The move to NYC and setting up a pay wall demonstrates, that if there is going to be a long, slow, sucky collapse, then we are all going to have to figure out how best to continue living, i.e., making money, in the midst of it.  

Switching towards being a pay site, in my opinion, eventually, inevitably means that the best material gets held back for those “paying” customers while the free material tends to degrade.

For Chris Martenson’s website, for example, this means presenting “teaser material” for free in “part 1,” and leaving the rest of story, including advice, in “part 2,” behind a pay wall.   

My blog’s name is derived from the user name I created at Martenson’s former site while, in 2008, Chris was still putting out parts of his multiple part series the “crash course” which I am happy to see is still free online.  The crash course’s punch line was how the next 20 years were going to be completely different than the last twenty years, and how this would really start to manifest during the 20-teens—that is, right about now.   Things have changed somewhat in the intervening seven years, but much more gradually than I think Martenson was expecting, at least back then.  Indeed, a few years ago, Martenson entered into a new business partnership with Adam-Taggart and the site was renamed to suggest a shift towards a more positive tone, and, to becoming a profitable business.  

For Jim Puplava’s financial sense news hour, the move towards being a paid subscriber site has meant still putting out weekly free content, but putting most guest interviews behind a pay wall.  I don’t listen to Puplava much anymore as I found the free content to be repetitive.  But, I did listen to two interviews with Eric Townsend from July and August of this year.  These shows suggest that Puplava’s assessment of the risk of near term collapse have been significantly downgraded. 

Puplava seem to have become a full fledged cheer-leader for investing in stocks—especially blue chip high dividend paying stocks.  He dismisses the budget deficit, currency collapse, hyperinflation, the housing market, declining treasury purchases etc... as likely to cause a sharp decline or collapse for several years or maybe decades to come.  What about peak oil?— shale/tight oil boom will forestall peak oil for decade or so.  What about gold?—for a decade, Jim touted gold as an excellent investment, but now he thinks that gold, if not out-right confiscated, will be indirectly confiscated via taxes.

My sense is that Jim or PSF Group has shifted away from a fundamental analysis of the economy to more of a technical trend analysis to inform it’s investment decisions. 

For some completely opposite view points then Puplava’s, I think, based more on a fundamental analysis of the economy, here’s Martenson predicting the S&P500 falling 40% by fall.

Or, listen/read the guys at McAlvany:

Kevin: Let’s just bring this into the current market. Dave, we are being told that we are in this roaring bull market in the stock market, but every signal out there is telling the person who actually is observing that this is the makings of a bear market, not a bull.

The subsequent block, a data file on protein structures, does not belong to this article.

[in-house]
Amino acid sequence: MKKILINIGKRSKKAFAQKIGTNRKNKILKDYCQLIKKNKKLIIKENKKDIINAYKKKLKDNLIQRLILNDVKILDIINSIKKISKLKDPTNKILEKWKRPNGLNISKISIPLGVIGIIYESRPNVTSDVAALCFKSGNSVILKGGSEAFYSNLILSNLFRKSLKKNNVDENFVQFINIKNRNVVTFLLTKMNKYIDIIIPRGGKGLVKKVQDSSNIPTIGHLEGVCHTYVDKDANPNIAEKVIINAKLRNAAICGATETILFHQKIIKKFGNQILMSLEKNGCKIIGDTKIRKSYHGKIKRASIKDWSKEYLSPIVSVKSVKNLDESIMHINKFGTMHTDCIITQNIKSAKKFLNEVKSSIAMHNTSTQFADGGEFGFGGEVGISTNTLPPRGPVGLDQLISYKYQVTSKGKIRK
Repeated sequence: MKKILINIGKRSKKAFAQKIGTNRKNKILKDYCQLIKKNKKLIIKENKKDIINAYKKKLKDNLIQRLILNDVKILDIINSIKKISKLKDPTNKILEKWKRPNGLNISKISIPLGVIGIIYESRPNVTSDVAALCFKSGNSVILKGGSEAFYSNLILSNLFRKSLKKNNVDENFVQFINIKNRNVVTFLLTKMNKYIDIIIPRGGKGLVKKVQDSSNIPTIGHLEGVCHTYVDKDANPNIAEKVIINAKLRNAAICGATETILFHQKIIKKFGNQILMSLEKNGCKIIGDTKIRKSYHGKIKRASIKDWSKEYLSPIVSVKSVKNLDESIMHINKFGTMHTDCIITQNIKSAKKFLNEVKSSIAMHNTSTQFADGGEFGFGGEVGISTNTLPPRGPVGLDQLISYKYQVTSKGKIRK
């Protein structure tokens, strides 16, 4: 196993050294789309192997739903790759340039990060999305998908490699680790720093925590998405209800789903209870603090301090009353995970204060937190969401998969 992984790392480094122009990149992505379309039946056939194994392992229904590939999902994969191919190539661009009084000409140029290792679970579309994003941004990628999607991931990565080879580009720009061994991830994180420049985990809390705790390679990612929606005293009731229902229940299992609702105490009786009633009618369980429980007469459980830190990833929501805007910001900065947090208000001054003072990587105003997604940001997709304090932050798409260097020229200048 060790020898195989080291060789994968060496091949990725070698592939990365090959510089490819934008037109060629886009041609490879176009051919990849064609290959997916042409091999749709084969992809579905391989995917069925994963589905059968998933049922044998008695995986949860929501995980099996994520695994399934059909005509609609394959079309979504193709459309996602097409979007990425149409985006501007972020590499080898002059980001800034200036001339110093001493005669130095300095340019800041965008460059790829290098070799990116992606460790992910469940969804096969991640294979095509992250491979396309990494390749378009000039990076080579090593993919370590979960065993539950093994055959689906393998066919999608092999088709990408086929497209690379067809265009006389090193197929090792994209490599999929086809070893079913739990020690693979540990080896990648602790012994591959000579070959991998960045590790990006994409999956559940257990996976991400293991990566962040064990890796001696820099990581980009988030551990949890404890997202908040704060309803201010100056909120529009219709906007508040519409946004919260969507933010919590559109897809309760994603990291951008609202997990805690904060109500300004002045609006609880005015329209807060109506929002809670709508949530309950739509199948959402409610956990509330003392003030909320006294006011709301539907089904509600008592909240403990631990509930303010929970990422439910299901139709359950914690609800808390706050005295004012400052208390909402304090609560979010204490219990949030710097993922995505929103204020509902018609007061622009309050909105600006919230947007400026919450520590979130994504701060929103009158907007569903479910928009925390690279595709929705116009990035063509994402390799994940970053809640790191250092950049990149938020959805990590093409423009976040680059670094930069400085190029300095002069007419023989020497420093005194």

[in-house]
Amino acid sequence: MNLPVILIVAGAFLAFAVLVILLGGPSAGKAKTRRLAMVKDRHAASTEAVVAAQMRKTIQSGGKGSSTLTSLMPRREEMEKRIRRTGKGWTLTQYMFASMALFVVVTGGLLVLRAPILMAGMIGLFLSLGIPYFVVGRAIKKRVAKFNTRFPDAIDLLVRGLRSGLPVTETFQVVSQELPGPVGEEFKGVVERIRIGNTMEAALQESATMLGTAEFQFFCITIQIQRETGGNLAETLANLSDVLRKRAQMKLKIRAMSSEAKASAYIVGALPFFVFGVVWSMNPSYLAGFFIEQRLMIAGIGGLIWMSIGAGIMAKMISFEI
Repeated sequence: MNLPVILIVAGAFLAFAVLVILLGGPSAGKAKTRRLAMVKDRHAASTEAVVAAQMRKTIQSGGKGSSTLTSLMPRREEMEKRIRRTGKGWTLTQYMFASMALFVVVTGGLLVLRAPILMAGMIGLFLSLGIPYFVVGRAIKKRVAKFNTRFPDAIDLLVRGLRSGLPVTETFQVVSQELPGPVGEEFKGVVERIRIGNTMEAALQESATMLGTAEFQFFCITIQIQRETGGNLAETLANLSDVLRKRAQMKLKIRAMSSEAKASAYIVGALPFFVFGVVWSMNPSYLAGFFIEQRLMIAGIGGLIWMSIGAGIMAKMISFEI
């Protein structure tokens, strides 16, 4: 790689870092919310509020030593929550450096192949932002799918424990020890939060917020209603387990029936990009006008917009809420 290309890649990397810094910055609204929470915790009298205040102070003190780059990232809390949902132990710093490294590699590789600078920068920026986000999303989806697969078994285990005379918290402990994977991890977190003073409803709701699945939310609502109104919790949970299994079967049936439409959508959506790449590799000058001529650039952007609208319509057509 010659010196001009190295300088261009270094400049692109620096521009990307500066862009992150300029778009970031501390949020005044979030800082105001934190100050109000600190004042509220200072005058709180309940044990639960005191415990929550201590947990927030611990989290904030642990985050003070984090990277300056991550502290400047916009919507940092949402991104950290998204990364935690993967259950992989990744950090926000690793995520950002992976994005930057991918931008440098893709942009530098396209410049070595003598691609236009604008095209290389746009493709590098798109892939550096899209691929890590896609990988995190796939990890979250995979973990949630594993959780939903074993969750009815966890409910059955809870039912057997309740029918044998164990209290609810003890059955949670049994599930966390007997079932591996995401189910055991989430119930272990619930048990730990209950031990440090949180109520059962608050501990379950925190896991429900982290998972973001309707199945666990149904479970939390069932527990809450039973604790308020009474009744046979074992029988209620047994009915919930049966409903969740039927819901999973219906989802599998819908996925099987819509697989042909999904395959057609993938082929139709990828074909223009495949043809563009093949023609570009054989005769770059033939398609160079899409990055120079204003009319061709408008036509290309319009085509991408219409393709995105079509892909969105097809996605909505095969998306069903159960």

David: And it is a bet on recovery. It is a hope for recovery, and certainly the one element there that is predictable is the money printing. We are running out of buyers. We are running out of people to come in and buy the stock market, but we are not yet running out of money, because the Fed has made its commitments, and at this point, has done nothing to reduce its commitments....

Kevin: Last week, Dave, the failure in Detroit was new information. But since then we’ve seen The Economist magazine come out and talk about the rest of the states around the country. And of course, then we have national pension plans to look at, when you try to stimulate the economy, to try to get the growth that we had over the last few decades, and it’s just not happening. These pension funds are already underfunded, but they are certainly not getting any gain from the equities market.
David: ... It’s not just Detroit-centric. It is a far more pervasive issue. Where are the other pensions in the country? Everywhere. Every state, every teacher’s pension. In every state of the union you have that. There are the commonly made mistakes of over-estimating growth rates on the assets in the pension basket. That’s a common mistake. But the universal curse, and actually, the universal cure, is far more simple.
David: .... GDP is now a statistic which is back again, the Commerce Department, the Bureau of Economic Analysis as a subset to the Commerce Department, is doing a major overhaul of the way they classify components in GDP, and that is happening this week.

The last time this was done, you mentioned 1999, that’s when software was converted from a company expense to an investment, and thus, it created a boost to GDP, categorized as an investment. Again, it goosed the GDP statistic higher. Now, there is going to be a host of new “investments” which were previously counted as expenses, and this is so critical, with the net effect being an improvement in GDP by as much as 3%.
David: I’m flabbergasted. This is really what’s scary. All our GDP stats will be adjusted going back to 1929, with many of the previously documented recessions simply disappearing, because again, if there is a larger economy, things appear to be growing instead of contracting in certain years, the improvement to the GDP statistic is something that will literally cause a softening of all those past blows. You may have remembered recessions in the 1970s, or in earlier periods in U.S. history. Guess what? In the light of history, they won’t be as severe. Why? Because we will see in these new components, which were a part of the economy, as it is retold. This is such revisionist history, but because of the improvements discovered and implied retroactively, back to that timeframe, I kid you not, this week marks a massive revision in economic history....